The House and the Senate both have passed tax bills which have provisions that will deeply affect health care, ranging from the repeal of the individual mandate to repeal of a tax credit meant to help businesses comply with the Americans with Disabilities Act.
Since the bills are not identical, the final legislation must first be negotiated in a conference committee. Not all the provisions will survive, although the final bill most likely will more closely resemble the Senate version, which includes repealing the Affordable Care Act’s individual mandate. Continue reading →
Pia Christensen (@AHCJ_Pia) is the managing editor/online services for AHCJ. She manages the content and development of healthjournalism.org, coordinates AHCJ’s social media efforts and edits and manages production of association guides, programs and newsletters.
The Association of Health Care Journalists has awarded AHCJ Reporting Fellowships on Health Care Performance to five journalists who intend to pursue significant projects in 2018. The program, in its eighth year, is meant to help journalists understand and report on the performance of local health care markets and the U.S. health system as a whole.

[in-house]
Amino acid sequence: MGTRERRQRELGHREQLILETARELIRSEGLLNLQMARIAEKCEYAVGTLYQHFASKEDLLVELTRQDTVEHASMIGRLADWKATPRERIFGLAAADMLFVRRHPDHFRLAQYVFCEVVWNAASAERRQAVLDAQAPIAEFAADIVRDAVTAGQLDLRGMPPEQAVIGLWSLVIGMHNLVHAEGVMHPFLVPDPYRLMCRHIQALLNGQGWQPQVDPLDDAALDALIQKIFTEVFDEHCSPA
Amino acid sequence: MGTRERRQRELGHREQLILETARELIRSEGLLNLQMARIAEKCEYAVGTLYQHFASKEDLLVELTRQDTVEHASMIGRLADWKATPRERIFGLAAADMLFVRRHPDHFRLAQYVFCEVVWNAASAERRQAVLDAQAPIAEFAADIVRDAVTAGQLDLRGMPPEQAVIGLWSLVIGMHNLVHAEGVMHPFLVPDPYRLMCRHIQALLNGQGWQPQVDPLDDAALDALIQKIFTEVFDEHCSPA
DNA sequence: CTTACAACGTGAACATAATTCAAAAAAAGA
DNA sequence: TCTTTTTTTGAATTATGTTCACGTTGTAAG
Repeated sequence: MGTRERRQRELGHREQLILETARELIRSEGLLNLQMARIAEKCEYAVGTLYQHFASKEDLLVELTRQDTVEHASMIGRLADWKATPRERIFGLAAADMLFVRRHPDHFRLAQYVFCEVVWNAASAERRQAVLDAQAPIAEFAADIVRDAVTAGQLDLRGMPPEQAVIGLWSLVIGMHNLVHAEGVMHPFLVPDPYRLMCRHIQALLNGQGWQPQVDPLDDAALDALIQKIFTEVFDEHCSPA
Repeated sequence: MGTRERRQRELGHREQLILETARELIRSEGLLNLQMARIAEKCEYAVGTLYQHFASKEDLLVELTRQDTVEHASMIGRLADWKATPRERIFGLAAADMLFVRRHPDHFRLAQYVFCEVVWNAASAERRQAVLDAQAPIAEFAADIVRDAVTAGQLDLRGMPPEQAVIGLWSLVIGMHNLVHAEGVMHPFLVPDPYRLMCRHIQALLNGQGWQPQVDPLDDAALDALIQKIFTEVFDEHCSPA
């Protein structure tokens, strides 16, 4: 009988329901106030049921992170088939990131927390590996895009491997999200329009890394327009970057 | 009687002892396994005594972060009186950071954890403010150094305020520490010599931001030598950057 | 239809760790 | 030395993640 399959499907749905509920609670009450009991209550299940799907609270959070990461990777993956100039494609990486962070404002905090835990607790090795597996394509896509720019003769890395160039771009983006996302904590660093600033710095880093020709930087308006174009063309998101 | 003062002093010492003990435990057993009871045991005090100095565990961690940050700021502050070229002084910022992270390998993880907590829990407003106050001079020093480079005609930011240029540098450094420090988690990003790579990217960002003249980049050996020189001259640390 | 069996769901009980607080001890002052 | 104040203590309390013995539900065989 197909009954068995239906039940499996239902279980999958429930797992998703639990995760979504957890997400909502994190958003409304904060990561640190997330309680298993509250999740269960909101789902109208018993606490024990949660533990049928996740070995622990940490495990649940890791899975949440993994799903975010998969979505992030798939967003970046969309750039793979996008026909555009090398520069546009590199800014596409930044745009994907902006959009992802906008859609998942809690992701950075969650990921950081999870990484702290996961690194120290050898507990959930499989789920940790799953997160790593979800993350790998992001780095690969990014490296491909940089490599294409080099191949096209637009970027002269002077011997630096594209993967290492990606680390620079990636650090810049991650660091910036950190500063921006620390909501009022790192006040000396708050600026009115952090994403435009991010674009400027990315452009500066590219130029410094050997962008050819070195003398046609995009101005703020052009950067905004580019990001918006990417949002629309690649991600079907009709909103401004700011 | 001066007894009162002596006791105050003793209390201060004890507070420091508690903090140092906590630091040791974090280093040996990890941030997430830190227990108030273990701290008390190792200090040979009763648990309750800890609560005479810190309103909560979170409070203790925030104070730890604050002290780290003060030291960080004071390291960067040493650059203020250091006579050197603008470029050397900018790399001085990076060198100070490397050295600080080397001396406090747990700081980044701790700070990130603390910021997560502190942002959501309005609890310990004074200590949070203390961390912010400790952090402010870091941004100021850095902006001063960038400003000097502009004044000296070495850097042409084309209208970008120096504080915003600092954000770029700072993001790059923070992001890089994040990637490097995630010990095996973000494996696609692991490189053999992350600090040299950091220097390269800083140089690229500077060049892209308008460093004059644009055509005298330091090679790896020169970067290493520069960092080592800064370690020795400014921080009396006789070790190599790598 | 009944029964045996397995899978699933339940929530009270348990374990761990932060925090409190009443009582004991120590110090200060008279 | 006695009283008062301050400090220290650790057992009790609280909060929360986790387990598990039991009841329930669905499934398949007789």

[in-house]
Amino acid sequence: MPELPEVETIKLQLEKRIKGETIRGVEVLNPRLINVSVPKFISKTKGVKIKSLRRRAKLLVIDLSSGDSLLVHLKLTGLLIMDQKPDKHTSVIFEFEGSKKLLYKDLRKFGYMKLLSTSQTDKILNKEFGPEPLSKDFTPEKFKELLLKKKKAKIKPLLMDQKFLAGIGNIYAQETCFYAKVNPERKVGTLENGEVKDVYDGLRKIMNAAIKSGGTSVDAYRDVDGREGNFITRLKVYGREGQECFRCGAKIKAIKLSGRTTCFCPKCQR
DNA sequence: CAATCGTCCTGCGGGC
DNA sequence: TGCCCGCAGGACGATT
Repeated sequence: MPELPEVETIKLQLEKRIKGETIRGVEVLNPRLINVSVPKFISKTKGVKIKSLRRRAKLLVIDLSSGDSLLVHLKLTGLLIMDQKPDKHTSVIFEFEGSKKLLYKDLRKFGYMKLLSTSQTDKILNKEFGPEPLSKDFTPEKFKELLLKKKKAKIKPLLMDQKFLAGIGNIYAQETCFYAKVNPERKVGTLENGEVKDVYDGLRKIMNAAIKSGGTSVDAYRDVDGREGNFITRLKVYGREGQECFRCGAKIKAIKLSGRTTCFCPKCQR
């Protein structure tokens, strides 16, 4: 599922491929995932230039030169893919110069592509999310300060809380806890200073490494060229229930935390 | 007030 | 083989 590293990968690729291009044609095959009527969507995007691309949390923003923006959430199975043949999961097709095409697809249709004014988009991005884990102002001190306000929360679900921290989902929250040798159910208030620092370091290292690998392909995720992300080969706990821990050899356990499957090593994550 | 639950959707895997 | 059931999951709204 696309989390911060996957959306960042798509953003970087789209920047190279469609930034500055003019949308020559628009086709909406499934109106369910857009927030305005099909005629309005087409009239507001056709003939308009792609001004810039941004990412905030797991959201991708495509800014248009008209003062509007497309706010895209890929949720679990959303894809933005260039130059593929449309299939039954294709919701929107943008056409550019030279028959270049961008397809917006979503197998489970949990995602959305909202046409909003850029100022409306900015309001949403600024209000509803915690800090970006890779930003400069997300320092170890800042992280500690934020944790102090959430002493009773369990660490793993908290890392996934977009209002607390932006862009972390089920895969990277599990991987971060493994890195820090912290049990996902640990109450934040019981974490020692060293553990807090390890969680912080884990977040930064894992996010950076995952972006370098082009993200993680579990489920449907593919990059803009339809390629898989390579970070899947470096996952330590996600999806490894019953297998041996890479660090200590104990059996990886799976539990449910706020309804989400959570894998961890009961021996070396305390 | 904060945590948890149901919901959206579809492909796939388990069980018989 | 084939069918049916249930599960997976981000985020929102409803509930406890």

The fellowship program, supported by The Commonwealth Fund, is intended to give experienced print, broadcast and online reporters an opportunity to concentrate on the performance of health care systems – or significant parts of those systems – locally, regionally or nationally. The fellows are able to examine policies, practices and outcomes, as well as the roles of various stakeholders.
Read more about the fellows and the projects they will be pursuing.
Data compiled by the Kaiser Family Foundation show that when the Children’s Health Insurance Program was enacted in 1997, the uninsured rate among children (those individuals under age 18) was 14 percent and that it reached an all-time low of 5 percent last year.
“Many states have enough money to keep their individual programs afloat for at least a few months, but five could run out in late December if lawmakers do not act,” Itkowitz and Somashekhar wrote. “Others will start to exhaust resources the following month.” Continue reading →
Liz Seegert (@lseegert), is AHCJ’s topic editor on aging. Her work has appeared in NextAvenue.com, Journal of Active Aging, Cancer Today, Kaiser Health News, the Connecticut Health I-Team and other outlets. She is a senior fellow at the Center for Health Policy and Media Engagement at George Washington University and co-produces the HealthCetera podcast.
How does the U.S. health system for older adults stack up when compared with those of 10 other wealthy countries?
Pretty poorly, according to a new international survey. Medicare beneficiaries tend to be sicker and forego care more often due to costs than their counterparts in Europe and Canada. Continue reading →